(g) in defining the technical conditions for the allocation of spectrum, take full account of the results of research certified by the relevant international organisations into the potential effects on human health of electromagnetic field emissions and apply them in a way that is technology and service neutral.

Amendment  47

Proposal for a decision

Article 3 – point g a (new)

Text proposed by the Commission

Amendment

 

(ga) ensuring the accessibility of new consumer products and technologies so as to secure consumer endorsement for the transition to digital technology and efficient use of the digital dividend;

Amendment  48

Proposal for a decision

Article 3 – point g b (new)

Text proposed by the Commission

Amendment

 

(gb) reduce the Union's carbon footprint by enhancing the technical efficiency of wireless communication networks and applications;

Amendment  49

Proposal for a decision

Article 4 – paragraph 1

Text proposed by the Commission

Amendment

1. Member States shall adopt by 1 January 2013 authorisation and allocation measures appropriate for the development of broadband services, in conformity with Directive 2002/20/EC of the European Parliament and of the Council on the authorisation of electronic communications networks and services (Authorisation Directive), such as allowing relevant operators, where possible and on the basis of consultations in accordance with Article 11, direct or indirect access to contiguous blocks of spectrum of at least 10 MHz.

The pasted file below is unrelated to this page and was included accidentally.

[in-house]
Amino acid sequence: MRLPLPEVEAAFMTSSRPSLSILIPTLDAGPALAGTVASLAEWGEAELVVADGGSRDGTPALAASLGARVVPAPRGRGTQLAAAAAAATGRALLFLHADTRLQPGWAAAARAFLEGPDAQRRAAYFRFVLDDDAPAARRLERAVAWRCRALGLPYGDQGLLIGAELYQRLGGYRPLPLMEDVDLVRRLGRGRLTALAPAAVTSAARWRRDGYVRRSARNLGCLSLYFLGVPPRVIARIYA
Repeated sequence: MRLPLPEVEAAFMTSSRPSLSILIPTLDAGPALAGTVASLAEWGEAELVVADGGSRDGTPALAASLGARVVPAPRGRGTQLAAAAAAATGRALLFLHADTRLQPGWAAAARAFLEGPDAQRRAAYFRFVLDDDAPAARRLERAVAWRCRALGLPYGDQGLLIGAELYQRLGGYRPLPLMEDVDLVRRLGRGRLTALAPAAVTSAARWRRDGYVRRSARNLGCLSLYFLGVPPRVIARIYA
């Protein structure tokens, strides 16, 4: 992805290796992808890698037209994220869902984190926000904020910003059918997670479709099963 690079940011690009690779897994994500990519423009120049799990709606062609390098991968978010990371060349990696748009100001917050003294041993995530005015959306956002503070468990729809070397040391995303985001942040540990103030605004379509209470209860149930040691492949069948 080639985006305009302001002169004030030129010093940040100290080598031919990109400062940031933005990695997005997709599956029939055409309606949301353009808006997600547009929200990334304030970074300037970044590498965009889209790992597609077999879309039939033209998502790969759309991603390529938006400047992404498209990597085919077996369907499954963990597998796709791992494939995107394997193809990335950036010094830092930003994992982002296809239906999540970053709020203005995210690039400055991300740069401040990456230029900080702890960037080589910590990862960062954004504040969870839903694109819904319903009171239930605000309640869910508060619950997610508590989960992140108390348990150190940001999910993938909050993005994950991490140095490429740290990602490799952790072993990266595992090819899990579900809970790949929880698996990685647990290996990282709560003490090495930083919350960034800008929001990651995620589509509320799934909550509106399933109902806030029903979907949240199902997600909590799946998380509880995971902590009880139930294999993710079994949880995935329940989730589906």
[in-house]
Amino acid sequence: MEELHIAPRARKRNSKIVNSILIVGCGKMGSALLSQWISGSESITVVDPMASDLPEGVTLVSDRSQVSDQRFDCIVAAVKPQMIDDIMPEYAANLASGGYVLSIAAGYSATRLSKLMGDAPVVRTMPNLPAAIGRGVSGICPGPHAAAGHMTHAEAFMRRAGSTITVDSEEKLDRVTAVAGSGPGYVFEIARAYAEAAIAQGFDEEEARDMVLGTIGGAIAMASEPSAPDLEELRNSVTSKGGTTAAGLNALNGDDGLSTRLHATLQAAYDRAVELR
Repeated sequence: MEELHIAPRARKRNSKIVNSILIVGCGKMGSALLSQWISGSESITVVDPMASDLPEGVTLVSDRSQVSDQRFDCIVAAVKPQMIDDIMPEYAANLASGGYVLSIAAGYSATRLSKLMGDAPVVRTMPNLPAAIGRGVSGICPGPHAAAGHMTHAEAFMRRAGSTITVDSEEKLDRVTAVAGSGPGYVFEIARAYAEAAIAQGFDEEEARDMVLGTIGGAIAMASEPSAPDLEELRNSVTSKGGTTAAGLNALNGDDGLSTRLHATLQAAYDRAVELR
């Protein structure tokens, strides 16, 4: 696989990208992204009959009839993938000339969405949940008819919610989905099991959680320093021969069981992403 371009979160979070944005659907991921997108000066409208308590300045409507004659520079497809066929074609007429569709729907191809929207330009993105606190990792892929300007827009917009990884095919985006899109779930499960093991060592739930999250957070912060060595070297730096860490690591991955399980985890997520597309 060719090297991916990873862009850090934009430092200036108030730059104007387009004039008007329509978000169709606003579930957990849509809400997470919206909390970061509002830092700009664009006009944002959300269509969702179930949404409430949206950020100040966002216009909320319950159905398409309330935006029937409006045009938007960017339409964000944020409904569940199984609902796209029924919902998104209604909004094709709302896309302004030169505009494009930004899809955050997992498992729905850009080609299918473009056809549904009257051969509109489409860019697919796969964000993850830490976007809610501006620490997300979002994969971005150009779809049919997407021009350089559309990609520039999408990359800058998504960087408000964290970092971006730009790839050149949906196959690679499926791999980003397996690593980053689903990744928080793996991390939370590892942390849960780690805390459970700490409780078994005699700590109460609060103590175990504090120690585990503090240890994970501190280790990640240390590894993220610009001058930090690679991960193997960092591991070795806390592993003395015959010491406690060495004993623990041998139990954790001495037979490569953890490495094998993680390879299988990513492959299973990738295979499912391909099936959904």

1. Member States shall adopt by 1 January 2013 authorisation and allocation measures that are similar to each other and appropriate for the development of broadband services, in conformity with Directive 2002/20/EC of the European Parliament and of the Council on the authorisation of electronic communications networks and services (Authorisation Directive), such as allowing relevant operators, where possible and on the basis of consultations in accordance with Article 11, direct or indirect access to contiguous blocks of spectrum of at least 10 MHz, thereby allowing the highest possible capacity and broadband speeds to be achieved, as well as making effective competition possible.

Amendment  50

Proposal for a decision

Article 4 – paragraph 2

Text proposed by the Commission

Amendment

2. Member States shall foster, in cooperation with the Commission, the collective use of spectrum as well as shared use of spectrum.

2. Member States shall foster, in cooperation with the Commission, the collective use of spectrum as well as shared and unlicensed use of spectrum, and foster current and new technologies such as geolocation databases and cognitive radio to develop for example in white spaces after proper impact assessment is made.